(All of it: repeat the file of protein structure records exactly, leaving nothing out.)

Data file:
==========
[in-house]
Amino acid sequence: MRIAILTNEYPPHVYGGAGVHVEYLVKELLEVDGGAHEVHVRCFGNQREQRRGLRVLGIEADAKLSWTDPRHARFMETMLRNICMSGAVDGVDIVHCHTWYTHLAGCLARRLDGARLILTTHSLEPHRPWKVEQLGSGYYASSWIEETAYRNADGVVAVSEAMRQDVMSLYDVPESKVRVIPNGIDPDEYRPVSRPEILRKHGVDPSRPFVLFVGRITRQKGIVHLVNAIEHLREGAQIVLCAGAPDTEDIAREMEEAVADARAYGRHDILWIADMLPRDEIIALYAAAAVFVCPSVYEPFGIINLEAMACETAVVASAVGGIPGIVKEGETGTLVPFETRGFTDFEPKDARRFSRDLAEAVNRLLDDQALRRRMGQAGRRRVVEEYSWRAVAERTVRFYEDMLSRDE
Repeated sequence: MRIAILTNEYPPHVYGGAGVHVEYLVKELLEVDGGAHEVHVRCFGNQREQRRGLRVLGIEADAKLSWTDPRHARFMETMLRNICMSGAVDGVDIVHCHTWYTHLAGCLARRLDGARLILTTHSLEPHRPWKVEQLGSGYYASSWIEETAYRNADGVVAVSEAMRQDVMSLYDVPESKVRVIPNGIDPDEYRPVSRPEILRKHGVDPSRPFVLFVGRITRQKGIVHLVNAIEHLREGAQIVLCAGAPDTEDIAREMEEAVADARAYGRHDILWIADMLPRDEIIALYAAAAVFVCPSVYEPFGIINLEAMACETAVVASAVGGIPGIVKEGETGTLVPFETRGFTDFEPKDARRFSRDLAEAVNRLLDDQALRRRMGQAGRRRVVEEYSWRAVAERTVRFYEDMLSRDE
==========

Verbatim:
[in-house]
Amino acid sequence: MRIAILTNEYPPHVYGGAGVHVEYLVKELLEVDGGAHEVHVRCFGNQREQRRGLRVLGIEADAKLSWTDPRHARFMETMLRNICMSGAVDGVDIVHCHTWYTHLAGCLARRLDGARLILTTHSLEPHRPWKVEQLGSGYYASSWIEETAYRNADGVVAVSEAMRQDVMSLYDVPESKVRVIPNGIDPDEYRPVSRPEILRKHGVDPSRPFVLFVGRITRQKGIVHLVNAIEHLREGAQIVLCAGAPDTEDIAREMEEAVADARAYGRHDILWIADMLPRDEIIALYAAAAVFVCPSVYEPFGIINLEAMACETAVVASAVGGIPGIVKEGETGTLVPFETRGFTDFEPKDARRFSRDLAEAVNRLLDDQALRRRMGQAGRRRVVEEYSWRAVAERTVRFYEDMLSRDE
Repeated sequence: MRIAILTNEYPPHVYGGAGVHVEYLVKELLEVDGGAHEVHVRCFGNQREQRRGLRVLGIEADAKLSWTDPRHARFMETMLRNICMSGAVDGVDIVHCHTWYTHLAGCLARRLDGARLILTTHSLEPHRPWKVEQLGSGYYASSWIEETAYRNADGVVAVSEAMRQDVMSLYDVPESKVRVIPNGIDPDEYRPVSRPEILRKHGVDPSRPFVLFVGRITRQKGIVHLVNAIEHLREGAQIVLCAGAPDTEDIAREMEEAVADARAYGRHDILWIADMLPRDEIIALYAAAAVFVCPSVYEPFGIINLEAMACETAVVASAVGGIPGIVKEGETGTLVPFETRGFTDFEPKDARRFSRDLAEAVNRLLDDQALRRRMGQAGRRRVVEEYSWRAVAERTVRFYEDMLSRDE